Well, whatever answer you come up with, I am fairly certain that I can beat it. The oldest thing I have ever drunk was put into a bottle in 1845. I’m talking about a bottle of Continue reading

What I said last Sunday for the Feast of Pentecost


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Last Sunday was, of course, the Feast of Pentecost. Here’s what I said in my sermon.

Acts 1.1-13; John 20.19-23

There’s not much that’s more annoying than a flat car battery.

You know what it’s like! The last time you used the car there was nothing wrong. Then you go out to go somewhere – and it’s always when you’re going somewhere important and are in a hurry – and the car won’t start. These days, with electronic central locking, you are forewarned because the remote control key won’t unlock the car. And you get that sinking feeling. And yet, having had to use the key the old-fashioned way and actually put it in the lock, you get in and even though you now know you have a flat battery you still try and start the car. You know it’s not going to work but you try anyway. No power! And you’re not going anywhere. And the worst thing is you know that it’s almost certainly your fault. Either you’ve left headlights on though that’s increasingly difficult these days. Or you’ve left the interior light on. Or – as I managed to do recently – you’ve left the boot slightly ajar so that the boot light had not gone out! Continue reading

What I said last Sunday – Civic Service


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Last Sunday St John’s hosted the civic service. This is an annual service which moves about from church to church when the Chairman of our District Council comes to church along with other council members and local dignitaries. They make a public promise to serve the local community to the best of their ability and with God’s help. Councillor Beverley Connolly, Chairman of Tandridge District Council, chose the following readings for the service:

1 John 3.14-18, James 2.1-4, Luke 16.19-31

I decided to preach mainly on the first of the three readings. Here’s what I said for the occasion, and I began with a short passage from Lews Carroll’s Through the Looking Glass.

“There are three hundred and sixty-four days when you might get un-birthday presents,” said Humpty Dumpty, “and only one for birthday presents, you know. There’s glory for you!”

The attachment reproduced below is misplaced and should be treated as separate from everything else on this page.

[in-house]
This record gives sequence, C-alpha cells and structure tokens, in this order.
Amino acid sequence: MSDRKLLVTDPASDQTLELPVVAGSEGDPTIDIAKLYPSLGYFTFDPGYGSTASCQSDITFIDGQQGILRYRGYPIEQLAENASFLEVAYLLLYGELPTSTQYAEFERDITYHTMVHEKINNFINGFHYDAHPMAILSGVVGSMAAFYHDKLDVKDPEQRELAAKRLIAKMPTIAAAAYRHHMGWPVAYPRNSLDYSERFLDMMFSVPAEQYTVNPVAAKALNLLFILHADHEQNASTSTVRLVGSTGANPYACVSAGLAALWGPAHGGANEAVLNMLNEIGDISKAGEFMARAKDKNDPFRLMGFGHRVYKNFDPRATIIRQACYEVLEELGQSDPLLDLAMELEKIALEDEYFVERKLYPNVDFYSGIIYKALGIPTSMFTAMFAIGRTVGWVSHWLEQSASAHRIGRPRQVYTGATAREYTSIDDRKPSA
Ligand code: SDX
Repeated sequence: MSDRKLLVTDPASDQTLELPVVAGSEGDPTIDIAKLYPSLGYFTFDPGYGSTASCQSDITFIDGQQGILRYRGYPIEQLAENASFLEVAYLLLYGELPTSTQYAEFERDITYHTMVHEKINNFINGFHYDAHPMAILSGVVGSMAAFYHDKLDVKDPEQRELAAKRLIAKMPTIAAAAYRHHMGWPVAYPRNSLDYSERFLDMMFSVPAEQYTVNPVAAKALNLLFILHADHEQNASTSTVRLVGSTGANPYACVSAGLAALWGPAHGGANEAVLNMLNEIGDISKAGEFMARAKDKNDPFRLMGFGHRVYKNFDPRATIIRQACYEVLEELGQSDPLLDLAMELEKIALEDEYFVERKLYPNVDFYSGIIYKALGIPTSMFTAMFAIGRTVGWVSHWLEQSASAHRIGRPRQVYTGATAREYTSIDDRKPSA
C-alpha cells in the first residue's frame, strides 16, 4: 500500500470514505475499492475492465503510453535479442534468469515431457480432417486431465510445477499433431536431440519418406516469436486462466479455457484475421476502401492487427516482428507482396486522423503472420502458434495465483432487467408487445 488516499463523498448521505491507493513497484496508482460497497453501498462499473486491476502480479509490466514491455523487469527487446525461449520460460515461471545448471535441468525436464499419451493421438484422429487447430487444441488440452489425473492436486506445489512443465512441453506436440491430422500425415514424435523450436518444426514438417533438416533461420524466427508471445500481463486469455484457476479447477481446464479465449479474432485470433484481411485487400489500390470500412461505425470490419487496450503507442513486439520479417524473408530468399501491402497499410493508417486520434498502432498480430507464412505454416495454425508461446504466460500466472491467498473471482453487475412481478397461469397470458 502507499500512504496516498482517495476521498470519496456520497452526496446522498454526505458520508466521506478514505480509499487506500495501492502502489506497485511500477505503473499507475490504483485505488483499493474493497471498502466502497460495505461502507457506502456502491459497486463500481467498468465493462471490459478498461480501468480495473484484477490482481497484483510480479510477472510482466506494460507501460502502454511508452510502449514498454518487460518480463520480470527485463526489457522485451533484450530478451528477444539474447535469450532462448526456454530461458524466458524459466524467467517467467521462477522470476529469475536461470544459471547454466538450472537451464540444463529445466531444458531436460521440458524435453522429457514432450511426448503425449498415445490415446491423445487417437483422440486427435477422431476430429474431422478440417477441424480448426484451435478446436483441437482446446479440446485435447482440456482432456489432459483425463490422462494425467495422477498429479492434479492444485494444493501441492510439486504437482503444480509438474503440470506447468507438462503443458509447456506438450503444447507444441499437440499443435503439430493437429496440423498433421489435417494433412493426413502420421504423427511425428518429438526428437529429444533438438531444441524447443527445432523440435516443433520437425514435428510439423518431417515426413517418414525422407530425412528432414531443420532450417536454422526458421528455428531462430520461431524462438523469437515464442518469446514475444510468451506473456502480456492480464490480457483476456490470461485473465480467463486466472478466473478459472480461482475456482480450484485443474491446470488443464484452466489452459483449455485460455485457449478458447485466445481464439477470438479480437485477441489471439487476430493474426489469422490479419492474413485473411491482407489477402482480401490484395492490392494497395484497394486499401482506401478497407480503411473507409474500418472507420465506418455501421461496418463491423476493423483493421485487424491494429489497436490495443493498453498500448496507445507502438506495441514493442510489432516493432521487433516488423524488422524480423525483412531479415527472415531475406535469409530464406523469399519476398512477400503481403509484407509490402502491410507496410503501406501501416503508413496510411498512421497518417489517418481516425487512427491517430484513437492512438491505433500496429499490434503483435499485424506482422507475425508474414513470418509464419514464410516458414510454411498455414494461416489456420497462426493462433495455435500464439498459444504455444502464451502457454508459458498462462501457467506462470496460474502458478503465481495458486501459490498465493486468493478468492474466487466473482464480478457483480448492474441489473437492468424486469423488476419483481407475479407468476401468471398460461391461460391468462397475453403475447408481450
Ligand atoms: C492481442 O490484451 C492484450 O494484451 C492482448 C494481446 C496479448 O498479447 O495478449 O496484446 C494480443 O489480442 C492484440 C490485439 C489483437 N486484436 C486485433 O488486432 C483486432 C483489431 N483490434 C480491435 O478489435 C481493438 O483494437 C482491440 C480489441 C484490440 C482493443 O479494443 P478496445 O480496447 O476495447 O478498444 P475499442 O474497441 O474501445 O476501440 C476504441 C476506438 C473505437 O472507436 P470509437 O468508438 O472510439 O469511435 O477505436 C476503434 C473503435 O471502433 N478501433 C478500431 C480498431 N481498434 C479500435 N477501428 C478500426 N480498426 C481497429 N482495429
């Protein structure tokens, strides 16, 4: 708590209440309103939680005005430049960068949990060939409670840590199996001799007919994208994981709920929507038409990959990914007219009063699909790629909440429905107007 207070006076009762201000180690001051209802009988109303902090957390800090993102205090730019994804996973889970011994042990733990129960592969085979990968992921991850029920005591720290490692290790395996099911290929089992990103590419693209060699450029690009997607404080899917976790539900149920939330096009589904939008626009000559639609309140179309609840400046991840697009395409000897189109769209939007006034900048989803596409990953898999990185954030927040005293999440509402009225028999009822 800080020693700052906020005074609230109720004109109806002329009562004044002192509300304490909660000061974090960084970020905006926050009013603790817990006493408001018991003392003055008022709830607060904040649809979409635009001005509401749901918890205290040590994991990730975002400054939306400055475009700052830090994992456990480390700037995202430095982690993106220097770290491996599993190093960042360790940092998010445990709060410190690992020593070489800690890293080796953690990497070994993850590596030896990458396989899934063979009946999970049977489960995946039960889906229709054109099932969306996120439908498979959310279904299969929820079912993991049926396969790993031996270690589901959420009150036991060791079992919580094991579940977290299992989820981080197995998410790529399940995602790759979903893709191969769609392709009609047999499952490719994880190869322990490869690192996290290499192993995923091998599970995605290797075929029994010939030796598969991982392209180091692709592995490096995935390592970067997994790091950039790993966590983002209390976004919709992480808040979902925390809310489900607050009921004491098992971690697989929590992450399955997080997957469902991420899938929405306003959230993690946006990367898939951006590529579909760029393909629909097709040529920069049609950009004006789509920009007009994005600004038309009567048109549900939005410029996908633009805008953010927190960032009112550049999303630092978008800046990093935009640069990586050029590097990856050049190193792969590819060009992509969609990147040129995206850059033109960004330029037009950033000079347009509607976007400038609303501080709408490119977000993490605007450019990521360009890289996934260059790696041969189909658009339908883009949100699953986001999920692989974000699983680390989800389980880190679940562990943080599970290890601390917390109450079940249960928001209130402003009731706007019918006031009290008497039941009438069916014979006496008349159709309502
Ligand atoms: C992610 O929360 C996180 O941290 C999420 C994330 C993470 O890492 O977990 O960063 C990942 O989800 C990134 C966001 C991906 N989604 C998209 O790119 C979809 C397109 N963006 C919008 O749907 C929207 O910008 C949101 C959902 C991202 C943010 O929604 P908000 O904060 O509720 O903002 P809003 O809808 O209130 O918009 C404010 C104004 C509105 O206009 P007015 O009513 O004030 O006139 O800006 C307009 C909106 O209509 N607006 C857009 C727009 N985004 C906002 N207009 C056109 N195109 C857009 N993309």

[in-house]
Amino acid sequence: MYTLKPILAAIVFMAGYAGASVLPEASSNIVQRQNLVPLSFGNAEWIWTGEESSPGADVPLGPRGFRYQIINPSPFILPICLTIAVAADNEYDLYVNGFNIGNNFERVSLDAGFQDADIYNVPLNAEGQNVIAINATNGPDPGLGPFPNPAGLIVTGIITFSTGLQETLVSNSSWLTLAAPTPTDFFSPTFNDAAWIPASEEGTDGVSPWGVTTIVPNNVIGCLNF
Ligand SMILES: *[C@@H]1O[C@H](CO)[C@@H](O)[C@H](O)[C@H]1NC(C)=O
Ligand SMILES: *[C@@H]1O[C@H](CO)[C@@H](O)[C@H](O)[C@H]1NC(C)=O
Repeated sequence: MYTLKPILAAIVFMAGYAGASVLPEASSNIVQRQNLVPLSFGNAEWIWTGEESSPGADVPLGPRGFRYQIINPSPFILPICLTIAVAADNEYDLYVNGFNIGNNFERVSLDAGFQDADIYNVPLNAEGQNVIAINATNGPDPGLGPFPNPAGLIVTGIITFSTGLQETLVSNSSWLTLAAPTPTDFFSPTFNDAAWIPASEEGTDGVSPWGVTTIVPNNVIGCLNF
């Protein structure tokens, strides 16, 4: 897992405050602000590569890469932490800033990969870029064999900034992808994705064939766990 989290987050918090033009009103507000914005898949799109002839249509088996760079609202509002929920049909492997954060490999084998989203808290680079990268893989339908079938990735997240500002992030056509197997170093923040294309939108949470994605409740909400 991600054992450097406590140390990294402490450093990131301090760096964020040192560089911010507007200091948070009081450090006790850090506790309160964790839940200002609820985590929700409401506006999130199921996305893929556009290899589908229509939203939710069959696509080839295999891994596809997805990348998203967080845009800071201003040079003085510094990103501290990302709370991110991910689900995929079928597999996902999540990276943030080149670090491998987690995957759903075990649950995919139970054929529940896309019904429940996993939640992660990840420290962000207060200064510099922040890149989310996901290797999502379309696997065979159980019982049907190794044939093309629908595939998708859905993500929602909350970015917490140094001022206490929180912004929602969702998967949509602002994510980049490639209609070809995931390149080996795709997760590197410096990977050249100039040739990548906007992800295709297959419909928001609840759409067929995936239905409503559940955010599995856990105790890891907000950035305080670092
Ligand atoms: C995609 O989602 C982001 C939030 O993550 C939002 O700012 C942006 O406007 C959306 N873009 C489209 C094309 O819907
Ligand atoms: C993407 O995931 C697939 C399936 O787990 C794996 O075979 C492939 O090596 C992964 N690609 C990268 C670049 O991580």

“I don’t know what you mean by ‘glory,’“ Alice said.
Humpty Dumpty smiled contemptuously. “Of course you don’t – till I tell you. I meant ‘there’s a nice knock-down argument for you!’”
“But ‘glory’ doesn’t mean ‘a nice knock-down argument,’” Alice said.
“When I use a word,” Humpty Dumpty said, in a rather scornful tone, “it means just what I choose it to mean – neither more nor less.”
“The question is,” said Alice, “whether you can make words mean so many different things.”

Anyone involved in politics will know the importance of clarity, the need to choose words carefully so that your meaning is conveyed clearly. It’s no good being like Humpty Dumpty and being clear what you yourself mean, if you then have to go on and explain to those on the receiving end what you actually meant. We all know how easily newspapers can report, for example, something a government minister has said – only for a few days later for a spokesman to say, “That’s not actually what they said, what they really meant was … !“ Continue reading

My sermon for Maundy Thursday


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Here’s what I said at our Maundy Thursday mass, just before the washing of feet.

John 13.1-17; 31b-35

They’re very popular on TV. Murder mysteries, whodunnits – Poirot, Miss Marple, Midsommer Murders, and more recently the excellent Father Brown. And all the clues are there so that you can work out along with the detective who actually committed the murder. The thing is, unless you’re very good at spotting the clues, you usually end up as baffled as the not very bright policeman and have to have it all explained by the famous detective at the end.

Our reading tonight is rather like that. For most of its existence centuries the church has been remembering the events of the Last Supper on Maundy Thursday, and every year we hear this reading from John’s Gospel. When you’ve read it, you have all the information you need to know precisely how Jesus wants you live and behave as Christians. Not so much a ‘whodunnit’ but a ‘how-you-do-it’ with clues to guide you to the right answer.

Continue reading